Legislation to Reform Drinking Water Act Introduced
Responding to high lead levels in the drinking water systems of Boston and the nation's capitol, Sen. Jim Jeffords (I-Vt.), ranking member of the Senate Environment and Public Works Committee, introduced legislation to overhaul the Safe Drinking Water Act. He was joined by Sen. Paul Sarbanes (D-Md.), Rep. Henry Waxman (D-Calif.) and Del. Eleanor Holmes Norton (D-D.C.).
The Lead-Free Drinking Water Bill of 2004 would place new responsibilities on the EPA and the nation's public water systems to ensure that public health is not compromised by lead in drinking water. It would also ban leaded plumbing fixtures and components, which, under the current law, are allowed to contain 8% lead.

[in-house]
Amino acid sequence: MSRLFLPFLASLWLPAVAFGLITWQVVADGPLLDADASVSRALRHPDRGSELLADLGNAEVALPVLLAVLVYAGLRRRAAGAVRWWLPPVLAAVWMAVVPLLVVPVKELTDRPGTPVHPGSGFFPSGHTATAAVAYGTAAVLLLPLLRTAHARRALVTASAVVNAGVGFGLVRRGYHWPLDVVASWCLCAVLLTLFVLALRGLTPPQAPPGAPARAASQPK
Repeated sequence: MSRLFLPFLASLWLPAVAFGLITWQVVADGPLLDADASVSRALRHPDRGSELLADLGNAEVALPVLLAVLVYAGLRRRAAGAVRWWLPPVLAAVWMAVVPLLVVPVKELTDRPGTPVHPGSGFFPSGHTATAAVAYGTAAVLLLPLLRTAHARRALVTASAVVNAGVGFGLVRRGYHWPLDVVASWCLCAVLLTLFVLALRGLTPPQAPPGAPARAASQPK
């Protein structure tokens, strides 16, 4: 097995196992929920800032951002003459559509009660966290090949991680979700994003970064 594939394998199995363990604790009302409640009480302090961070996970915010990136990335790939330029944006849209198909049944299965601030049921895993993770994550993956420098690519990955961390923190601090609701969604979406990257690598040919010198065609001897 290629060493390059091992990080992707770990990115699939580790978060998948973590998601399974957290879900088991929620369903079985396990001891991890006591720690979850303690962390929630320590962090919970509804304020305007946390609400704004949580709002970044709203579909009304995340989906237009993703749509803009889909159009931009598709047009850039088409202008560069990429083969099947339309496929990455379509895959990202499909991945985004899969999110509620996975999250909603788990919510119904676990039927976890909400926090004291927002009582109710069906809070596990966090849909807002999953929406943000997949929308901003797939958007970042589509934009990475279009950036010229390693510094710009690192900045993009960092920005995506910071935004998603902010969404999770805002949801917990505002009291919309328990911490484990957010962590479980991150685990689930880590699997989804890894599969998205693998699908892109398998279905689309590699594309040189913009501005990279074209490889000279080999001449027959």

A letter signed by Jeffords and six other senators was sent to EPA Administrator Michael Leavitt in late April asking for an explanation of why it took the EPA two years to discover that the D.C. Water and Sewer Authority (WASA), which it has primary jurisdiction over, violated the SDWA.
In March, the House Government Reform Committee called on the EPA to review the federal rules, reported the Washington Post. Other investigations into the issue have been launched by the General Accounting Office, the D.C. inspector general and a law firm hired by the WASA board of directors.